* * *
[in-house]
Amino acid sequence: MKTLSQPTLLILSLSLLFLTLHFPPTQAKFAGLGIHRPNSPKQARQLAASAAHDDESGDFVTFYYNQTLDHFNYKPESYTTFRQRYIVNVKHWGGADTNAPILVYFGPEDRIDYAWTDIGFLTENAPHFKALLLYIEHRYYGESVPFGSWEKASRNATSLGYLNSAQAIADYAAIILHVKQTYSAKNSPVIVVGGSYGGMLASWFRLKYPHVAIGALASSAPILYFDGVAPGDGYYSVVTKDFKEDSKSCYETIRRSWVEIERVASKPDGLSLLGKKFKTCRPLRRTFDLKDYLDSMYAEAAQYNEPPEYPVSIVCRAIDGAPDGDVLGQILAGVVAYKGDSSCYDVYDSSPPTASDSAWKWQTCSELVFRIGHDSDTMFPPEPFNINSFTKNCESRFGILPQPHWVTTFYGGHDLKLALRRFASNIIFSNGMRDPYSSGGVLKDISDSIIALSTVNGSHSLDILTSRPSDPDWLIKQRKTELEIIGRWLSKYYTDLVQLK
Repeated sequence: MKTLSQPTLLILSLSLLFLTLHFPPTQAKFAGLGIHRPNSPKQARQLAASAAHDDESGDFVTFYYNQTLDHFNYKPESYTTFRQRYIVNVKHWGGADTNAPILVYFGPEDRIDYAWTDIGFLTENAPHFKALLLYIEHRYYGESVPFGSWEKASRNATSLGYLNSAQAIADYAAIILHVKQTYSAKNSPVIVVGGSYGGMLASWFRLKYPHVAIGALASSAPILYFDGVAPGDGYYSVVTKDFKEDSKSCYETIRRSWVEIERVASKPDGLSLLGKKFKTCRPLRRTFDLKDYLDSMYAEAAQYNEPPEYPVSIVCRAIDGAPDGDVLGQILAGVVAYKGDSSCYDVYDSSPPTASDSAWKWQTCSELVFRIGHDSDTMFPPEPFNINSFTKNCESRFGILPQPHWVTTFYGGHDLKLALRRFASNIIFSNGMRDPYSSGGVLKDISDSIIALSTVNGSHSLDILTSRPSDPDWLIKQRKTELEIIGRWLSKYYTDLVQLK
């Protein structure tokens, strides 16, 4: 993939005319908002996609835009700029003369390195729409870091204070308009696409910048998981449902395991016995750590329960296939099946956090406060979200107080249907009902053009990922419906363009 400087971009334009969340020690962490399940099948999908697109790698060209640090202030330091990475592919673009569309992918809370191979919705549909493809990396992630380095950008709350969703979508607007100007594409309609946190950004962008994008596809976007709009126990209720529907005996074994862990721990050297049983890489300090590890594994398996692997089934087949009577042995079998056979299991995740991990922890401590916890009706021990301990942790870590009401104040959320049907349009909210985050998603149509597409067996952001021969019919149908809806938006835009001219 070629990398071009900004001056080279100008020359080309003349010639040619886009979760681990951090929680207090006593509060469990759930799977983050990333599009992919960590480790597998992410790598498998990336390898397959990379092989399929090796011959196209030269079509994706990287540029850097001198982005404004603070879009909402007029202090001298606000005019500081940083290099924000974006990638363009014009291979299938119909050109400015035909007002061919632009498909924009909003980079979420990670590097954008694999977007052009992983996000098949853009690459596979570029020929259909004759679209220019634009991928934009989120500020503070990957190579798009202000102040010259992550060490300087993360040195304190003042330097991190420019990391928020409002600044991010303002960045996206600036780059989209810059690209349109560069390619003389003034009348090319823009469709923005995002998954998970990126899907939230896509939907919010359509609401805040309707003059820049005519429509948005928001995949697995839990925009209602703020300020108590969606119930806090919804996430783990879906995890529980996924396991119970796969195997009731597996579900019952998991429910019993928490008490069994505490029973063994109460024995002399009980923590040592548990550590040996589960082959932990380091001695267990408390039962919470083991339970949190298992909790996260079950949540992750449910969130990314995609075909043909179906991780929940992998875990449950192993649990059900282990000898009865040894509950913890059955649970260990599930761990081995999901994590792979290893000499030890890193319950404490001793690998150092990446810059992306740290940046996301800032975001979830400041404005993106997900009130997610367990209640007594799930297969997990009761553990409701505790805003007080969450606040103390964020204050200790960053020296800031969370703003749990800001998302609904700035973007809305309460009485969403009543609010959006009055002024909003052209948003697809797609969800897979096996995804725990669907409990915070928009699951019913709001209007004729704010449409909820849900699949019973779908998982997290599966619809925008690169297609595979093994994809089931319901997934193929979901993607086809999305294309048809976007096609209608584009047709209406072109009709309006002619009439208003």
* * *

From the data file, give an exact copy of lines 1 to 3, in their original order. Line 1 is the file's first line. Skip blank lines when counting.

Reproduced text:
[in-house]
Amino acid sequence: MKTLSQPTLLILSLSLLFLTLHFPPTQAKFAGLGIHRPNSPKQARQLAASAAHDDESGDFVTFYYNQTLDHFNYKPESYTTFRQRYIVNVKHWGGADTNAPILVYFGPEDRIDYAWTDIGFLTENAPHFKALLLYIEHRYYGESVPFGSWEKASRNATSLGYLNSAQAIADYAAIILHVKQTYSAKNSPVIVVGGSYGGMLASWFRLKYPHVAIGALASSAPILYFDGVAPGDGYYSVVTKDFKEDSKSCYETIRRSWVEIERVASKPDGLSLLGKKFKTCRPLRRTFDLKDYLDSMYAEAAQYNEPPEYPVSIVCRAIDGAPDGDVLGQILAGVVAYKGDSSCYDVYDSSPPTASDSAWKWQTCSELVFRIGHDSDTMFPPEPFNINSFTKNCESRFGILPQPHWVTTFYGGHDLKLALRRFASNIIFSNGMRDPYSSGGVLKDISDSIIALSTVNGSHSLDILTSRPSDPDWLIKQRKTELEIIGRWLSKYYTDLVQLK
Repeated sequence: MKTLSQPTLLILSLSLLFLTLHFPPTQAKFAGLGIHRPNSPKQARQLAASAAHDDESGDFVTFYYNQTLDHFNYKPESYTTFRQRYIVNVKHWGGADTNAPILVYFGPEDRIDYAWTDIGFLTENAPHFKALLLYIEHRYYGESVPFGSWEKASRNATSLGYLNSAQAIADYAAIILHVKQTYSAKNSPVIVVGGSYGGMLASWFRLKYPHVAIGALASSAPILYFDGVAPGDGYYSVVTKDFKEDSKSCYETIRRSWVEIERVASKPDGLSLLGKKFKTCRPLRRTFDLKDYLDSMYAEAAQYNEPPEYPVSIVCRAIDGAPDGDVLGQILAGVVAYKGDSSCYDVYDSSPPTASDSAWKWQTCSELVFRIGHDSDTMFPPEPFNINSFTKNCESRFGILPQPHWVTTFYGGHDLKLALRRFASNIIFSNGMRDPYSSGGVLKDISDSIIALSTVNGSHSLDILTSRPSDPDWLIKQRKTELEIIGRWLSKYYTDLVQLK